A note on my three blogs

A note on my blogs

(1) vio; in love with india - this one is the main blog about my Indian adventures, which started in 2005. I don't write much on this blog these days because I prefer to write privately in the confidential blog. But check out the categories and the index to figure out your way. I have kept some older posts not about India but which I still find interesting or relevant in Old words. Also check out my new, fun category Only in India in which I post photos of funny, unique, Indian situations...

(2) sounds of india - this is my blog of sounds, because India wouldn't be as incredible if it was not so vibrant and just so full of incredible sounds!

(3) vio; confidential - this an extension of my main blog in which I post entries I do not want to reveal to the entire webspace for privacy or sensitivity reasons. You must receive an invitation from me and then accept the invitation to be able to read it. You may email me if you are interested in receiving an invitation.


Wednesday, 5 September 2012

"Feeling" classes with a new teacher

I've generally been feeling quite confused about my practice recently. Indian classical music can be so overwhelming sometimes; having to improvise on a raag full of rules whilst having to forget about those rules enough so you can let go and play with your heart. On top comes the cyclic rhythm system inside which you'll also have to improvise, faster and faster as you progress on your musical journey - alternating parts of a fixed composition with your own improvisation. In the process of course you must care to listen to the rhythm cycle so you'll start your improvisation on the right beat of the cycle, and end on time to start the composition again (say in a 16-beat rhythm you must start or finish on beat no.1, or no.9, or no.12 etc.). Add to that those evil (for me anyway) "tihais" (the repetition of a phrase three times) which you must sprinkle here and there at the end of your improvisation cycles before starting the composition. Yes, that's a maths exercise within your improvisation - and yes that makes a lot of things to care for whilst having to let go so you can play with your heart!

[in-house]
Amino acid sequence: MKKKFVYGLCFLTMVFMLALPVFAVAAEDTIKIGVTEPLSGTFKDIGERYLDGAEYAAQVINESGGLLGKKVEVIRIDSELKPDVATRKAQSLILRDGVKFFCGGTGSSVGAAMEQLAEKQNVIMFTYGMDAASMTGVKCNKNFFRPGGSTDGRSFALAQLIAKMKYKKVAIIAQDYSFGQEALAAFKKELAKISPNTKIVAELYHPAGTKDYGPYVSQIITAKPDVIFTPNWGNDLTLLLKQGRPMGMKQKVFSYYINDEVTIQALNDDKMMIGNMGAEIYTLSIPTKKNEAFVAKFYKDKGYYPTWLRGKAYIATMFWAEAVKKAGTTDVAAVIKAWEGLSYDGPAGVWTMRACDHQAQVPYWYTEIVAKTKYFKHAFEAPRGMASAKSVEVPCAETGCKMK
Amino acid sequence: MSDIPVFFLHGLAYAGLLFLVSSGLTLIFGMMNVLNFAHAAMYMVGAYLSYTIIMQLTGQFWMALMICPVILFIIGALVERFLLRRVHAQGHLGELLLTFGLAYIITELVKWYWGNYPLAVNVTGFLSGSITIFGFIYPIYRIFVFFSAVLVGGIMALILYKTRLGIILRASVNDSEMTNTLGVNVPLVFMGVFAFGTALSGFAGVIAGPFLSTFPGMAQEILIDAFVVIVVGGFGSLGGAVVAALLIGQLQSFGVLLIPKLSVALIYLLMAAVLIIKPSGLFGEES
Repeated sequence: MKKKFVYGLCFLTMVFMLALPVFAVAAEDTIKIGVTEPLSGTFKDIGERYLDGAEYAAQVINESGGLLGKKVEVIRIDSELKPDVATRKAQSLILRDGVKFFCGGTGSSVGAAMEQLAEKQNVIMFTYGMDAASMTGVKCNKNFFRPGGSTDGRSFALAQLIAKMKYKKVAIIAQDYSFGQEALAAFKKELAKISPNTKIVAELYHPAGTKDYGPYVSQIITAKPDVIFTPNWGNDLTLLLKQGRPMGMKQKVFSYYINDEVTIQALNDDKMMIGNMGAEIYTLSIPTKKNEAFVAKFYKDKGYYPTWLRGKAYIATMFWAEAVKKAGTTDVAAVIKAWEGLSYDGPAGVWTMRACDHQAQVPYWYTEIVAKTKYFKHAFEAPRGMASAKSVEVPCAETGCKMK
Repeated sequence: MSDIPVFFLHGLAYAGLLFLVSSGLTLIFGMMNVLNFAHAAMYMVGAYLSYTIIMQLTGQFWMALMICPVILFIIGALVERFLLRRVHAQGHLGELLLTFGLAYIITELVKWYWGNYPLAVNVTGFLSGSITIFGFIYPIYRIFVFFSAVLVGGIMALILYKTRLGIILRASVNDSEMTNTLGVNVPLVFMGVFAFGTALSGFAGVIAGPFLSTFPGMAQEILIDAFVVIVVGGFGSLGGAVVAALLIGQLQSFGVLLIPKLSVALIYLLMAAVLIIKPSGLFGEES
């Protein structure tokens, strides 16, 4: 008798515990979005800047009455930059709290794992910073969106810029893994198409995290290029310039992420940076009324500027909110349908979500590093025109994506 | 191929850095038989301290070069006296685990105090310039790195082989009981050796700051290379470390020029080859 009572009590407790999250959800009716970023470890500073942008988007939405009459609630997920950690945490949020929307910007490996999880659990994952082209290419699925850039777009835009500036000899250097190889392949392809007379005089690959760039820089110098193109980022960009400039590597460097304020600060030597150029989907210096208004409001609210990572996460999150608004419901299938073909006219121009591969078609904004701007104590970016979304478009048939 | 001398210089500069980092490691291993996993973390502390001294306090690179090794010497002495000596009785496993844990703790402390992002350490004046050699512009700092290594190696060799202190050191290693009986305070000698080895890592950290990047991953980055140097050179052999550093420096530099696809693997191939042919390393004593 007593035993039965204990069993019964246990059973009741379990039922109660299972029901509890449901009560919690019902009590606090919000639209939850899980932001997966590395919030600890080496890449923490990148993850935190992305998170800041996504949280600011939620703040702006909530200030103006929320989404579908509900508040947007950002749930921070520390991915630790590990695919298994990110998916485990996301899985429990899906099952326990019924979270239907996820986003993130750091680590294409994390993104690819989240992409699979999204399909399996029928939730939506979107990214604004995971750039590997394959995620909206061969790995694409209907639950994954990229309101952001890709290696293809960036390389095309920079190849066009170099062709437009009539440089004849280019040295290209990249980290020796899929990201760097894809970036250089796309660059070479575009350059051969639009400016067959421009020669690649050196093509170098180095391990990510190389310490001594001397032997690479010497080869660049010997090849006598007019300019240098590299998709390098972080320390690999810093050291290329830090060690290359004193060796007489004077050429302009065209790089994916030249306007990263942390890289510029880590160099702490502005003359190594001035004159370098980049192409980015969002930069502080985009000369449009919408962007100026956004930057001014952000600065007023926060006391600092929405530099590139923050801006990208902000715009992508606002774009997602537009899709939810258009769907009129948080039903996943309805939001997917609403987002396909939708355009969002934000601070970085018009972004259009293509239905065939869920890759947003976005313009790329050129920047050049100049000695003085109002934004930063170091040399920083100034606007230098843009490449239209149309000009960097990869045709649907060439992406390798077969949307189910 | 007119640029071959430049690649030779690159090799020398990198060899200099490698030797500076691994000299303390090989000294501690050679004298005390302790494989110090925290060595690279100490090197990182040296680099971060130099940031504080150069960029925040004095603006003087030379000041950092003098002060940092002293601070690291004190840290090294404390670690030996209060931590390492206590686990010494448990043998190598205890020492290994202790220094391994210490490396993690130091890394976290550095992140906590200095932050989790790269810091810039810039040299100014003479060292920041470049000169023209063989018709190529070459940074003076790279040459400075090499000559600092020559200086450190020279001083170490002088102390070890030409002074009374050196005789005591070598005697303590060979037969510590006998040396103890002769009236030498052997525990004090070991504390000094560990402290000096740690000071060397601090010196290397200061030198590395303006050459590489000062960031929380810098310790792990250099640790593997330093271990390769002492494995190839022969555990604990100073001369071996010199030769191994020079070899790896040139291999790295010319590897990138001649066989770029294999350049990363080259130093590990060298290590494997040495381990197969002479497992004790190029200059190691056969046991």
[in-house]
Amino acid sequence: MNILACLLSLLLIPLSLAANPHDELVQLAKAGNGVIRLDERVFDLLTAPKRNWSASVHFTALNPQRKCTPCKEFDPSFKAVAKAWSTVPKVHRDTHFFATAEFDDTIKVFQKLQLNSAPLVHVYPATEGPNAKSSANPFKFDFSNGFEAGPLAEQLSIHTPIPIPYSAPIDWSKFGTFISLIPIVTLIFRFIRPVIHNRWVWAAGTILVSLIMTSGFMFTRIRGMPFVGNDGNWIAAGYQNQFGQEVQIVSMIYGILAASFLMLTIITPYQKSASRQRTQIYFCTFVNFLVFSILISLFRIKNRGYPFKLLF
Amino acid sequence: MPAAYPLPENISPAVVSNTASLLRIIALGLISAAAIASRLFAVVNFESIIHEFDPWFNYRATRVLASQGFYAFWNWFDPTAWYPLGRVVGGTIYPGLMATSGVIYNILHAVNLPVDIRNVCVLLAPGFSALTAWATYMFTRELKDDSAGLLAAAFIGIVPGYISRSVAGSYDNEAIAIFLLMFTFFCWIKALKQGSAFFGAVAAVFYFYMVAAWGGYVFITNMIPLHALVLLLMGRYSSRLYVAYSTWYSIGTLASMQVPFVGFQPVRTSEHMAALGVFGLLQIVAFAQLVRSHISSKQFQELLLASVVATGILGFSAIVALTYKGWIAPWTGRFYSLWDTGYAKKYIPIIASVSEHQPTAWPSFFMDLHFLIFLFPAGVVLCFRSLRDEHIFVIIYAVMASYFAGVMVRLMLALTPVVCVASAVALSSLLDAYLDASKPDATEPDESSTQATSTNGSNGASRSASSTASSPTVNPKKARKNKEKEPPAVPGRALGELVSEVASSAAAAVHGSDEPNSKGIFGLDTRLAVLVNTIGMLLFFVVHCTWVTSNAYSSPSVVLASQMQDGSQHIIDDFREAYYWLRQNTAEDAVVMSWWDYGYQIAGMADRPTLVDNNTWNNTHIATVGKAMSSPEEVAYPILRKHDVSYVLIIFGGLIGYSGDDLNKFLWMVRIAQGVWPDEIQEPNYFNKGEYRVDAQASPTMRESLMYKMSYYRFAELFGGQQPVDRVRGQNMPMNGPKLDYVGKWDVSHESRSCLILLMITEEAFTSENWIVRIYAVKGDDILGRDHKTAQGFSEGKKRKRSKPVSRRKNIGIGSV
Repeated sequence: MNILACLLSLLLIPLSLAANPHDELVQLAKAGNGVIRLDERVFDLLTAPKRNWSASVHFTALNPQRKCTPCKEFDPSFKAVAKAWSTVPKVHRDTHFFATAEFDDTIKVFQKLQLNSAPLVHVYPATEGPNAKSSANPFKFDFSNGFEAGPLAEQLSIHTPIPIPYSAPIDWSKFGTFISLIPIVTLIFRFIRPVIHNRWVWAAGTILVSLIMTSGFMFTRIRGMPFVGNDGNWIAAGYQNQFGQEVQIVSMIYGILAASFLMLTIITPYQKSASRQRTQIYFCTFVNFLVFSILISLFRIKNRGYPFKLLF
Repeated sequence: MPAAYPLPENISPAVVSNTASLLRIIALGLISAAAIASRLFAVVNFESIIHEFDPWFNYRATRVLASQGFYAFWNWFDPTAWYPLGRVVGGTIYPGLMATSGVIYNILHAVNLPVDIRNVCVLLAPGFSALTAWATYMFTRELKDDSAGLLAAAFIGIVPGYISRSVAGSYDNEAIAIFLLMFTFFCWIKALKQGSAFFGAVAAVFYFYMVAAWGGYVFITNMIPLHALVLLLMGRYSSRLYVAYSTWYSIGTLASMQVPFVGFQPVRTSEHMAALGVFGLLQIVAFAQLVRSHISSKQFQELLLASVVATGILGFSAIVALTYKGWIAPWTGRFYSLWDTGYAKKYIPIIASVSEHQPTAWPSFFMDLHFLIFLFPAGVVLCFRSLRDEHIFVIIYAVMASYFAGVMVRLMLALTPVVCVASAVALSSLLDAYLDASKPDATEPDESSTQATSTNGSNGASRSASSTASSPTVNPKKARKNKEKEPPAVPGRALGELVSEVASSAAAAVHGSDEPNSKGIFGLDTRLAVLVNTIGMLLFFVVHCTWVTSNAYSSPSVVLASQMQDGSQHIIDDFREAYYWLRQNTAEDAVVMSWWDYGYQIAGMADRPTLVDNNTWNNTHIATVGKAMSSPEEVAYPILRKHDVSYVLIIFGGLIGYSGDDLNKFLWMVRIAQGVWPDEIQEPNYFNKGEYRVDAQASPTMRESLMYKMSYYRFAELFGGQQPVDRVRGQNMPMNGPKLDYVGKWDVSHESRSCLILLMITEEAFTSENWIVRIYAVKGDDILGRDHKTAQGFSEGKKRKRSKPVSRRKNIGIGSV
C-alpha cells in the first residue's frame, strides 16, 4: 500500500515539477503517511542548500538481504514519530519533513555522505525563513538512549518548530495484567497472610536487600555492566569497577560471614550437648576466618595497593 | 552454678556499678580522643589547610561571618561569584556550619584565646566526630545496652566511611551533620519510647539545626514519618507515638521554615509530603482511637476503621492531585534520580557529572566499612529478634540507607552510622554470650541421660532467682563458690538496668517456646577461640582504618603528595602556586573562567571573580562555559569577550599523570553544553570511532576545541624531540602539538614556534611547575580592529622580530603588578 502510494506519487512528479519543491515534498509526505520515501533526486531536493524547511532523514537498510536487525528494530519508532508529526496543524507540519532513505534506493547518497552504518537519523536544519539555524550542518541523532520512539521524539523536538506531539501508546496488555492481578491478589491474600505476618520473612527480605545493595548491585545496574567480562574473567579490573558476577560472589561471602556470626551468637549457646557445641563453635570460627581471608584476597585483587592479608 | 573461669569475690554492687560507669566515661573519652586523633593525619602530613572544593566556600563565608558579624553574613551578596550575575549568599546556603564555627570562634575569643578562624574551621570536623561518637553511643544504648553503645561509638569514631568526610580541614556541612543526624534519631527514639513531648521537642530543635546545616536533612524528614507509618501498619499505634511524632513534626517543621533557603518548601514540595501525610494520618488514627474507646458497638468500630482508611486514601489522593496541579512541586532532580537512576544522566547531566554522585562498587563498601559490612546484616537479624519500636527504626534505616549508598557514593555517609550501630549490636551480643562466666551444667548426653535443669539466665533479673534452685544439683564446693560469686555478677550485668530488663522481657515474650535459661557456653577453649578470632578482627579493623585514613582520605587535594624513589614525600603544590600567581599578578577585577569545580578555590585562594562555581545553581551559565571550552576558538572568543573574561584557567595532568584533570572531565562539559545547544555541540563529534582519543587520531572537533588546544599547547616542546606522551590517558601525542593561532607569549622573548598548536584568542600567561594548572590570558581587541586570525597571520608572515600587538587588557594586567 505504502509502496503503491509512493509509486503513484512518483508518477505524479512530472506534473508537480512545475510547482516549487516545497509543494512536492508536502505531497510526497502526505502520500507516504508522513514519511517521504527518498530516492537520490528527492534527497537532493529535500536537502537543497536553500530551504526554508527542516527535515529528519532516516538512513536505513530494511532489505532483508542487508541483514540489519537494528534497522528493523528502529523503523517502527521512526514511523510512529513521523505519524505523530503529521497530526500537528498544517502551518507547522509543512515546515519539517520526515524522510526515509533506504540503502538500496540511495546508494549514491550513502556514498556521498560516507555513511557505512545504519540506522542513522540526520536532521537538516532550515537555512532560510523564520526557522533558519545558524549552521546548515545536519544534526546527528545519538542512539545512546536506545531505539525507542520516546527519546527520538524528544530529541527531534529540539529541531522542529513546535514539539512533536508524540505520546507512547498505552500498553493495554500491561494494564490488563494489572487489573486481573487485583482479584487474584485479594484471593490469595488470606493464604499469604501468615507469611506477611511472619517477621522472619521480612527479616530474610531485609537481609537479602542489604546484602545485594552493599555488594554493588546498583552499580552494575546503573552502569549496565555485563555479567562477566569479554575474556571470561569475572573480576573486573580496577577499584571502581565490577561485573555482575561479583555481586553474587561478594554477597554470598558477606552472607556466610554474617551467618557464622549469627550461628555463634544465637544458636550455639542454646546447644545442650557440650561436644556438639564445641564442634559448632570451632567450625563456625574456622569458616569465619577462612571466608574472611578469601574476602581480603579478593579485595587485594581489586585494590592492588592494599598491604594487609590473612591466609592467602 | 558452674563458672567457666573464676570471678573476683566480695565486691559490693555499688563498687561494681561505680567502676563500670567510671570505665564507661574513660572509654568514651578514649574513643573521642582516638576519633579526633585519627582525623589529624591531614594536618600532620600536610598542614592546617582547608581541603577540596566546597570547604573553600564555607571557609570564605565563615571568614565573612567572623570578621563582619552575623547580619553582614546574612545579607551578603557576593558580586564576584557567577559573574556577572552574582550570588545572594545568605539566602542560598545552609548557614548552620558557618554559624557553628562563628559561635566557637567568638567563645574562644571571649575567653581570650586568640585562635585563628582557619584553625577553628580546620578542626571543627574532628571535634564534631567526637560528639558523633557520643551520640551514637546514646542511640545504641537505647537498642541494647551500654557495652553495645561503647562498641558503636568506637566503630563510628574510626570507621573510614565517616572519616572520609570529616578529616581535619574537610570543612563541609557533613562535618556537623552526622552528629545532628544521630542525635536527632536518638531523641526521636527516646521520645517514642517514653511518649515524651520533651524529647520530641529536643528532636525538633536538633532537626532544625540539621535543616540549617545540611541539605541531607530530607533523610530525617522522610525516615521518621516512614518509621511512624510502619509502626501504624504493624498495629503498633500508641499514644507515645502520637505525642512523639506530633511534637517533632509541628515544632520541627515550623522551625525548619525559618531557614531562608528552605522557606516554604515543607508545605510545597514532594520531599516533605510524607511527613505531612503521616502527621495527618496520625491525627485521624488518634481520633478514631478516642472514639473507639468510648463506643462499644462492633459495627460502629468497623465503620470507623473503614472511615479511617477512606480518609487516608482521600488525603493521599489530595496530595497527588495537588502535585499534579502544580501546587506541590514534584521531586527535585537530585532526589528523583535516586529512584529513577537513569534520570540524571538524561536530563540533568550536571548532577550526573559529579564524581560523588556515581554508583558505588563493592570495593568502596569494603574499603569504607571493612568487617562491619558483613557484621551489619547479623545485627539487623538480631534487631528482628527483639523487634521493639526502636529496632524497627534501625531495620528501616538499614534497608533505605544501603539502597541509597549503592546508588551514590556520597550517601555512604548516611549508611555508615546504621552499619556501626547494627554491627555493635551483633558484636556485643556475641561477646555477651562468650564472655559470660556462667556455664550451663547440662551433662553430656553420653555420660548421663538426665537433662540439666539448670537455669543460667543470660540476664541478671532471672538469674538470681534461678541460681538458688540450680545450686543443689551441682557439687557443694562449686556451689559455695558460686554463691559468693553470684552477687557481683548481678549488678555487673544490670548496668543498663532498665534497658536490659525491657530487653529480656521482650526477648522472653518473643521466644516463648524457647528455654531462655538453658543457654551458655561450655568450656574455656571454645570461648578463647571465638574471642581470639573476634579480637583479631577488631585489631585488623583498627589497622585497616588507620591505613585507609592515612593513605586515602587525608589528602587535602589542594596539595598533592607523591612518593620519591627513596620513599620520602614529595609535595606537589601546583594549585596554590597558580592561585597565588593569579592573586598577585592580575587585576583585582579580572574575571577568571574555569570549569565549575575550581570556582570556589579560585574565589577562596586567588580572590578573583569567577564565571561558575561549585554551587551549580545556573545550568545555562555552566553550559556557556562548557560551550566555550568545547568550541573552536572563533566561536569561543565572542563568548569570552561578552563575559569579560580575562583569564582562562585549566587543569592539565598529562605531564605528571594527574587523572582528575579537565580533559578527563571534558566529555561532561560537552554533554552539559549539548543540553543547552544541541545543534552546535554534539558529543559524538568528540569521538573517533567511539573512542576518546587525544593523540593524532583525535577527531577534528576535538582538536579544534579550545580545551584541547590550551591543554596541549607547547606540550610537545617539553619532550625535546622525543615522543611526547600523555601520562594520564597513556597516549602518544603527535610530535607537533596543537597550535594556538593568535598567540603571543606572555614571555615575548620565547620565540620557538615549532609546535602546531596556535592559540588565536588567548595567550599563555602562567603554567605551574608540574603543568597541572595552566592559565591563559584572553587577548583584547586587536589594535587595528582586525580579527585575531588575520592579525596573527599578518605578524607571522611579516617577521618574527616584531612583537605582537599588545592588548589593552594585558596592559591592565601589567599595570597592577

Each raag you have to internalise, practise exercises within it so your fingers and ears and heart will internalise it, its feeling and colour, its typical phrases, its forbidden notes etc. In order to achieve this you listen to your teacher and play, everyday for months or years, and at home you try and improvise yourself for hours or days or months or years so you'll get the raag down from your head to your heart.

Exercises have always been my strength because I'm geeky and whenever I feel too emotional about practising improvisation or working on my weakness (rhythm!) I take refuge in practising familiar, risk-free exercises. I guess it's not all bad, because I've practised exercises and scales so much that I'm good at sliding on the violin strings to produce meends and gamaks. However I know that I cannot just work on that, and generally what has bothered me most recently is that - forgetting about rhythm for a bit - I've been feeling very confused about raags. I know many compositions in quite a few raags, but when it comes to slow (rhythm-free) improvisation, I can play but I don't really like what I play, and mostly I feel like a copy of my teacher stripped of the feelings. Alone, I just can't seem to create the feeling of a raag. Things take time and I've made huge progress in four years, but. but, but BUT, feeling is the most important, that what moves me the most anyway, and ignorant people may not know when you're not respecting the raag's rules or when you miss a beat but they'll tell if you play like shit.